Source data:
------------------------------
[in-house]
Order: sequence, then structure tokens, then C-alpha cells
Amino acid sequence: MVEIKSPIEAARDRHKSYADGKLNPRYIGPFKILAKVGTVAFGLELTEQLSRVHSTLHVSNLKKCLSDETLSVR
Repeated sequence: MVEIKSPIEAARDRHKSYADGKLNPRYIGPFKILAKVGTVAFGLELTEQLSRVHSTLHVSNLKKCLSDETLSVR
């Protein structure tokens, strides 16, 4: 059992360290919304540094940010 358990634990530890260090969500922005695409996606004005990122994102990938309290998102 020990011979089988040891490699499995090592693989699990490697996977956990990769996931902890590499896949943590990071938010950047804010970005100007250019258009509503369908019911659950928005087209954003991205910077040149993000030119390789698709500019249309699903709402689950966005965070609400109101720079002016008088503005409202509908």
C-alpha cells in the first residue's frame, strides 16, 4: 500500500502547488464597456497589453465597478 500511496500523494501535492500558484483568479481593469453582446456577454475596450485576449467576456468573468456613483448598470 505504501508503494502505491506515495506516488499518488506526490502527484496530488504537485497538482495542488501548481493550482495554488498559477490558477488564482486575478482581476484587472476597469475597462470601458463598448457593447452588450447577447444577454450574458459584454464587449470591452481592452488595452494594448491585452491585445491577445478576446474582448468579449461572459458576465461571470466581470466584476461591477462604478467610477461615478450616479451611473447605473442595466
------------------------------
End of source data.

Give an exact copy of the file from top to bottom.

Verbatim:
[in-house]
Order: sequence, then structure tokens, then C-alpha cells
Amino acid sequence: MVEIKSPIEAARDRHKSYADGKLNPRYIGPFKILAKVGTVAFGLELTEQLSRVHSTLHVSNLKKCLSDETLSVR
Repeated sequence: MVEIKSPIEAARDRHKSYADGKLNPRYIGPFKILAKVGTVAFGLELTEQLSRVHSTLHVSNLKKCLSDETLSVR
């Protein structure tokens, strides 16, 4: 059992360290919304540094940010 358990634990530890260090969500922005695409996606004005990122994102990938309290998102 020990011979089988040891490699499995090592693989699990490697996977956990990769996931902890590499896949943590990071938010950047804010970005100007250019258009509503369908019911659950928005087209954003991205910077040149993000030119390789698709500019249309699903709402689950966005965070609400109101720079002016008088503005409202509908």
C-alpha cells in the first residue's frame, strides 16, 4: 500500500502547488464597456497589453465597478 500511496500523494501535492500558484483568479481593469453582446456577454475596450485576449467576456468573468456613483448598470 505504501508503494502505491506515495506516488499518488506526490502527484496530488504537485497538482495542488501548481493550482495554488498559477490558477488564482486575478482581476484587472476597469475597462470601458463598448457593447452588450447577447444577454450574458459584454464587449470591452481592452488595452494594448491585452491585445491577445478576446474582448468579449461572459458576465461571470466581470466584476461591477462604478467610477461615478450616479451611473447605473442595466